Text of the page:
(The chairman of the FCC today made some positive comments about laying off regulating cable Internet service, by the way. These included, "We do not have a monopoly in broadband. We have a no-opoly because the fact is, most Americans don't even have broadband. We have to get these pipes built.")
So focus on the future, not the past. Go against the "what have you done for me lately" perspective of human nature. Watch the road ahead. Whether you are a bear or a bull is not so material, here. It is just where you are looking.
For my own part, the most backward-focused and overblown story of the month is eBay's failure to keep its service running smoothly over the past week. Yes, that was a problem. Yes, the company lost revenues. Yes, it represents a failure that has hurt the business and its shareholders.
But which way are we looking, here? You think these problems are terminal? You think a year from now that eBay won't still be the best, most frequented, most convenient place to buy and sell anything, for anyone? My own view of the future says eBay's continued leadership, profitability, and growth are a virtual certainty over the near-to-intermediate term, whether they managed to keep the site up last week or not. Reminds me of AOL hitting headlines in 1996 for going down, or for its customers not being able to sign on. What a great time to buy, as the stock sunk from $75 to $25.
"Objects in the mirror appear closer than they are." Ask yourself how much you are looking in that mirror when you invest. I have never met a backward-looker who bought a Rule Breaker.
(Recommended reading: Today's Fribble, which simply and eloquently illustrates the point above.)
Oh yeah, the BreakerPort came back 3% today, beating the market averages.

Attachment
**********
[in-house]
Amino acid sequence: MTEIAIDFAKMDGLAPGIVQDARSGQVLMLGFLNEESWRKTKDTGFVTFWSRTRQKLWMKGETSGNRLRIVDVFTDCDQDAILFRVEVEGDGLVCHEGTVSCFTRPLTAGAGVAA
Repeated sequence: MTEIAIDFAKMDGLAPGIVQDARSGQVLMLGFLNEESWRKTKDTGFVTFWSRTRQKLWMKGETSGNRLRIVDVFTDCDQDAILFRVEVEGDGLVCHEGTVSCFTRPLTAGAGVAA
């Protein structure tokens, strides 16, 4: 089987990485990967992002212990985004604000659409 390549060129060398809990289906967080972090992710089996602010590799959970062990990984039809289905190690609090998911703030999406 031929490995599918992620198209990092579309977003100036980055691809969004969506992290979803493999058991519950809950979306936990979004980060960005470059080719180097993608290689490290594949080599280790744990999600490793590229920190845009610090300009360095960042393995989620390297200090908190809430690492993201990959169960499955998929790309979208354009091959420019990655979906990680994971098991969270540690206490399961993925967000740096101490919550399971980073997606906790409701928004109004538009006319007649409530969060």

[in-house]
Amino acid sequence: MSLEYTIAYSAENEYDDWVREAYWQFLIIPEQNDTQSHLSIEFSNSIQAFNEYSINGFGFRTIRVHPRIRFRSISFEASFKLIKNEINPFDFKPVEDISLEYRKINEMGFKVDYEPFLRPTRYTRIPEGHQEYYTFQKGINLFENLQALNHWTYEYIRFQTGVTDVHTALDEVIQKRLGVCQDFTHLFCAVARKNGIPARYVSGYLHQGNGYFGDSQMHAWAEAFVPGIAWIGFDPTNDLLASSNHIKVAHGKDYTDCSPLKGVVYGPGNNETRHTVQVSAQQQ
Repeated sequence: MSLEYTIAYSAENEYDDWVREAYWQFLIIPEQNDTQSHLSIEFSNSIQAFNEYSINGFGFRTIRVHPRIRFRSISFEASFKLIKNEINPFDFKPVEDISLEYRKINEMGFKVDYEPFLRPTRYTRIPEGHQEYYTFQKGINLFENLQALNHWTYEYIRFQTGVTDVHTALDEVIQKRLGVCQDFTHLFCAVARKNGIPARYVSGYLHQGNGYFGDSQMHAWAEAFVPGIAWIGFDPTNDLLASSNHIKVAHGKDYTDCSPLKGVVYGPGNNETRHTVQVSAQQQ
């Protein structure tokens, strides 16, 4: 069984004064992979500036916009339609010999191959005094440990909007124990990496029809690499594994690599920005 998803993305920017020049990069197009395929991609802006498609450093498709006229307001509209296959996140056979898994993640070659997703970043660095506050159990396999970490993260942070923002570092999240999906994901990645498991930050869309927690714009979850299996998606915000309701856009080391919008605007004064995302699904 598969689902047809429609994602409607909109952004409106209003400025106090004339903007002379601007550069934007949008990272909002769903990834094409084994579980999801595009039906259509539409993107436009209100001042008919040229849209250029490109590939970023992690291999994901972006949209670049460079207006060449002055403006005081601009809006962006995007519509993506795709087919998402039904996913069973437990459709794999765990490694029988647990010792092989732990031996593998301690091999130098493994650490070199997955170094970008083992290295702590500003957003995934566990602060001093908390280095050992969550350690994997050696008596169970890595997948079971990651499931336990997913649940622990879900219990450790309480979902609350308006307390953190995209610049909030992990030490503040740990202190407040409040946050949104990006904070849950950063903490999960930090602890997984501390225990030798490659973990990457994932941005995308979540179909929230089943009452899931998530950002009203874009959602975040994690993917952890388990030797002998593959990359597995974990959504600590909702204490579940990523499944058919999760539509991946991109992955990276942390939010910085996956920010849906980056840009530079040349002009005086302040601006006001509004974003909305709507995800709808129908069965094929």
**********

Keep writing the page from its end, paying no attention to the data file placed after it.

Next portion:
Day Month Year History Annualized R-BREAKER +3.28% -18.13% 9.57% 999.78% 63.78% S&P: +0.55% -0.04% 6.18% 197.44% 25.14% NASDAQ: +0.68% -2.26% 10.12% 235.29% 28.27% Rec'd # Security In At Now Change 8/5/94 2200 AmOnline 0.91 94.50 10297.76% 9/9/97 1320 Amazon.com 6.58 96.50 1366.73% 5/17/95 1960 Iomega Cor 1.28 3.94 207.52% 12/4/98 450 Excite@Hom 56.08 80.06 42.76% 4/30/97 -1170*Trump* 8.47 4.94 41.70% 2/26/99 300 eBay 100.53 135.50 34.79% 7/2/98 470 Starbucks 27.95 36.69 31.24% 12/16/98 580 Amgen 42.88 55.31 29.01% 2/23/99 300 Caterpilla 46.96 58.44 24.43% 2/23/99 180 Chevron 79.17 96.00 21.26% 2/23/99 290 Goodyear T 48.72 58.75 20.60% 2/20/98 260 DuPont 58.84 70.50 19.81% 1/8/98 425 3Dfx 25.67 15.44 -39.86% Rec'd # Security In At Value Change 8/5/94 2200 AmOnline 1999.47 207900.00 $205900.53 9/9/97 1320 Amazon.com 8684.60 127380.00 $118695.40 12/4/98 450 Excite@Hom 25236.13 36028.13 $10792.00 2/26/99 300 eBay 30158.00 40650.00 $10492.00 12/16/98 580 Amgen 24867.50 32081.25 $7213.75 5/17/95 1960 Iomega Cor 2509.60 7717.50 $5207.90 4/30/97 -1170*Trump* -9908.50 -5776.88 $4131.63 7/2/98 470 Starbucks 13138.63 17243.13 $4104.50 2/23/99 300 Caterpilla 14089.25 17531.25 $3442.00 2/20/98 260 DuPont 15299.43 18330.00 $3030.57 2/23/99 180 Chevron 14250.50 17280.00 $3029.50 2/23/99 290 Goodyear T 14127.38 17037.50 $2910.13 1/8/98 425 3Dfx 10908.63 6560.94 -$4347.69 CASH $9924.87 TOTAL $549887.68Note: The Rule Breaker Portfolio was launched on August 5, 1994, with $50,000. Additional cash is never added, all transactions are shared and explained publicly before being made, and returns are compared daily to the S&P 500 (including dividends in the yearly, historic and annualized returns). For a history of all transactions, please click here.
</THE RULE BREAKER PORTFOLIO>